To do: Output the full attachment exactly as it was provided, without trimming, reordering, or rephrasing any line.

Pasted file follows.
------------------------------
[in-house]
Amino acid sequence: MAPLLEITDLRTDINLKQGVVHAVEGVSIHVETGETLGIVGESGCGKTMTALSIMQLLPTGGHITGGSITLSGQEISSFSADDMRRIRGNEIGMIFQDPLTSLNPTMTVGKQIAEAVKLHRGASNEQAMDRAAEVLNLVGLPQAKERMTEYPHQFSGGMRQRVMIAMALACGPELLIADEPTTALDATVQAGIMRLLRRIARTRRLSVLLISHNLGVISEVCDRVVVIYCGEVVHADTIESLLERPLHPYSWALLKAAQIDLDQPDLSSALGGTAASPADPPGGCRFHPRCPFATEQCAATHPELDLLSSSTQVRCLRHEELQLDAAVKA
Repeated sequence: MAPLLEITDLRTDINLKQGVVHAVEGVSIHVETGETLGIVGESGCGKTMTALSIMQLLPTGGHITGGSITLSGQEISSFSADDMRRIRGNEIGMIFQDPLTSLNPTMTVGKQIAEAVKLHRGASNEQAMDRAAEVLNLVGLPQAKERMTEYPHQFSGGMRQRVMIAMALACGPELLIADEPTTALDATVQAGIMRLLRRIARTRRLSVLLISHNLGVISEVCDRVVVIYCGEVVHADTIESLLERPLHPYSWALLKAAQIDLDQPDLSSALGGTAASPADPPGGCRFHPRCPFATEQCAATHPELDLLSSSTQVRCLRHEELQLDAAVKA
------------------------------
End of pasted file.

[in-house]
Amino acid sequence: MAPLLEITDLRTDINLKQGVVHAVEGVSIHVETGETLGIVGESGCGKTMTALSIMQLLPTGGHITGGSITLSGQEISSFSADDMRRIRGNEIGMIFQDPLTSLNPTMTVGKQIAEAVKLHRGASNEQAMDRAAEVLNLVGLPQAKERMTEYPHQFSGGMRQRVMIAMALACGPELLIADEPTTALDATVQAGIMRLLRRIARTRRLSVLLISHNLGVISEVCDRVVVIYCGEVVHADTIESLLERPLHPYSWALLKAAQIDLDQPDLSSALGGTAASPADPPGGCRFHPRCPFATEQCAATHPELDLLSSSTQVRCLRHEELQLDAAVKA
Repeated sequence: MAPLLEITDLRTDINLKQGVVHAVEGVSIHVETGETLGIVGESGCGKTMTALSIMQLLPTGGHITGGSITLSGQEISSFSADDMRRIRGNEIGMIFQDPLTSLNPTMTVGKQIAEAVKLHRGASNEQAMDRAAEVLNLVGLPQAKERMTEYPHQFSGGMRQRVMIAMALACGPELLIADEPTTALDATVQAGIMRLLRRIARTRRLSVLLISHNLGVISEVCDRVVVIYCGEVVHADTIESLLERPLHPYSWALLKAAQIDLDQPDLSSALGGTAASPADPPGGCRFHPRCPFATEQCAATHPELDLLSSSTQVRCLRHEELQLDAAVKA